How Hoboken Pulled Through, One Volunteer at a Time

Looking back at Hoboken's volunteers during and after Superstorm Sandy.

Walking through the now empty hallways of the Hoboken High School, it’s difficult to imagine that only two weeks ago the floors were covered with supplies, clothes and other donations.

Where students now walk back and forth at all hours of the day, the halls were filled with hundreds of volunteers from Hoboken and beyond during Sandy and its aftermath.

The same is true for the cafeteria. To the students it’s just where they eat lunch.

For Hoboken’s volunteers, it was the epicenter of donations and supplies. Walls of water crates and boxes of diapers have all disappeared. The people who made up the make shift assembly line that quickly got all the donations onto amphibious trucks are back at work.

Downtown, the same can be said for City Hall.

The benches in council chambers have been placed in its neat order, facing the dais. Two weeks ago it was the epicenter of volunteering. Hundreds of people stood in line, dropped off water and batteries.

hundreds upon hundreds of volunteers walked through Hoboken in groups. Climbed on trucks. Knocked on doors. Delivered goods.

“We wanted to help the community,” said Elena Virgadamo, who had been trapped in her own apartment for two days after Sandy. After getting out, she and her husband went to City Hall, from where they were sent to the high school.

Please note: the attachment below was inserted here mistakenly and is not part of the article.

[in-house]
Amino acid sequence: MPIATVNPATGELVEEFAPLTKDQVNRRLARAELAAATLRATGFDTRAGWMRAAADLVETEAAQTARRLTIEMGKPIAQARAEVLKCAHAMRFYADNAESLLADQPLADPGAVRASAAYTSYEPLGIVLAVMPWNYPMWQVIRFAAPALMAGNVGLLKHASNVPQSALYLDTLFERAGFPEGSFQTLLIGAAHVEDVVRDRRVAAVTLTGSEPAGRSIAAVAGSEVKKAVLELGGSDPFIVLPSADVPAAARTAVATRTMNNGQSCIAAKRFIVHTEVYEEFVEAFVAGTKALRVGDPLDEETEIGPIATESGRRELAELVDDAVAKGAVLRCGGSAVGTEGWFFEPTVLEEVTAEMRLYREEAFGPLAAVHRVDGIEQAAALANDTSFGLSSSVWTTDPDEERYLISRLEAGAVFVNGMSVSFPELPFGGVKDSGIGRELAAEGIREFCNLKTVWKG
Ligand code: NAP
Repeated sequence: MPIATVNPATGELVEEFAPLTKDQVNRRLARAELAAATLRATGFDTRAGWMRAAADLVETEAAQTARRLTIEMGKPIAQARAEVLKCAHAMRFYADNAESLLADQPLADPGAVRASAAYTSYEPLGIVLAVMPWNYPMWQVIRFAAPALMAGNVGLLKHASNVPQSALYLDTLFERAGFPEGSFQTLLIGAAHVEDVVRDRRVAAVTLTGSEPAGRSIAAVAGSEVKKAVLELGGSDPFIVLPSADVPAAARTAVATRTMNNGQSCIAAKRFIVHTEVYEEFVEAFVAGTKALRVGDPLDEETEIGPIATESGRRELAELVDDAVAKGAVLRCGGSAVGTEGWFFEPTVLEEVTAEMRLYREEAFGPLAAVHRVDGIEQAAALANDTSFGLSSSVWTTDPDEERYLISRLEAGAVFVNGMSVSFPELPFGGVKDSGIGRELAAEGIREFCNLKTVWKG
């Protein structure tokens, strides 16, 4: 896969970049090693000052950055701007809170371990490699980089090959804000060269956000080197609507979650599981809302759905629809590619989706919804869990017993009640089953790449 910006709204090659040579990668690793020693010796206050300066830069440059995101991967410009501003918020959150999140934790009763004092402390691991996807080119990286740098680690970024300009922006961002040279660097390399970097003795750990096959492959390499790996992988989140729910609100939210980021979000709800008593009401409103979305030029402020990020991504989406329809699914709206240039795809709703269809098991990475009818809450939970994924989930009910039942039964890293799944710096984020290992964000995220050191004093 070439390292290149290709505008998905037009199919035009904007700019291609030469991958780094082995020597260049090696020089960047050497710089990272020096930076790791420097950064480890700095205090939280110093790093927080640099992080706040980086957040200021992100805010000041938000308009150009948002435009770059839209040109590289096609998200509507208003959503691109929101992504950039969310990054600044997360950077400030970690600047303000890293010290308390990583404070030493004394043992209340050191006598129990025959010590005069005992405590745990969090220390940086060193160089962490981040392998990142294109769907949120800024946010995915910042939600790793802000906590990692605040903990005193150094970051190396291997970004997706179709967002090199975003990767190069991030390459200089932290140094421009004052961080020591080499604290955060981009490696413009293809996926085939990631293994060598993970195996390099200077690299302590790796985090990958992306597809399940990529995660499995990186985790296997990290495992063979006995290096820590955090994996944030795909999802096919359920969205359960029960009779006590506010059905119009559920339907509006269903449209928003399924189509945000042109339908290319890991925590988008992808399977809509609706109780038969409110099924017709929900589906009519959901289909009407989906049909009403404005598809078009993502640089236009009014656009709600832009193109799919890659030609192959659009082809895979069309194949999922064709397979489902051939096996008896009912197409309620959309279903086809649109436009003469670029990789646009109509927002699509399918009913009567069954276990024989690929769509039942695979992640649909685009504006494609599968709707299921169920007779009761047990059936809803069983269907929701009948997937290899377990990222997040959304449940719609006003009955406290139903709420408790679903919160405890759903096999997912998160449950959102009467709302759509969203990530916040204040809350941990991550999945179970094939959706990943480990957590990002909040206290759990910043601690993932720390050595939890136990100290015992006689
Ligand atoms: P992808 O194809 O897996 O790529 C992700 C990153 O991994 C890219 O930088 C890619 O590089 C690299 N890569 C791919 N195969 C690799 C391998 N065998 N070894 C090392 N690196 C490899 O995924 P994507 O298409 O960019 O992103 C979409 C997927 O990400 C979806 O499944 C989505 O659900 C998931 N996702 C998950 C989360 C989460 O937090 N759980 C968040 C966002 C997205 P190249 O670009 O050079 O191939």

“There are a lot of people,” said Virgadamo, who has lived in Hoboken for three years.

After 13 years in Hoboken, Sean Kingston said he wanted to do “anything to help.” Kingston, 36, together with Marian Sideco, 31, had driven up from Central Jersey with a car full of baby supplies to donate.

Looking around, at long lines of volunteers and people dropping off supplies, Kingston said he was happy but not surprised to see Hoboken come together like that.

“People step up in times like this,” Kingston said. “I don’t expect less from the people here.”   

At any given moment, there were at least 200 people at work in the high school during the immediate aftermath of the storm.

That, of course, doesn’t include food trucks that came into town to serve free food.

It doesn’t include the cooks who served more than 3.000 hot meals at the Elks Club.  It doesn’t include the groups of Stevens Institute of Technology Students who manned the hotline during the height of the storm.

Nor does it include the various religious institutions in town who sent people all over to help residents clean their properties and cars.

Samantha Reisman, 30, who has lived in Hoboken for three and a half years had come to the High School not exactly knowing what to expect. “I have no power, no hot water, I have nothing better to do than help out,” she said.

But once she got there, she was impressed with the full fledged operation that had sprung up.

“Now we’re a team,” Reisman said. “It’s really exciting.”

Outside — handing out water, food and diapers — former Hobokenites Kevin Sheurs, 29 and Jeff Mahmood, 29, had come in from New York City to help.

“We used to live here,” Sheurs said, looking to do a good deed.

Mahmood agreed. And while happy to help out, he said he was shocked to see the shape Hoboken was in.

“It’s sad,” Mahmood said. “Everything is at a standstill.”


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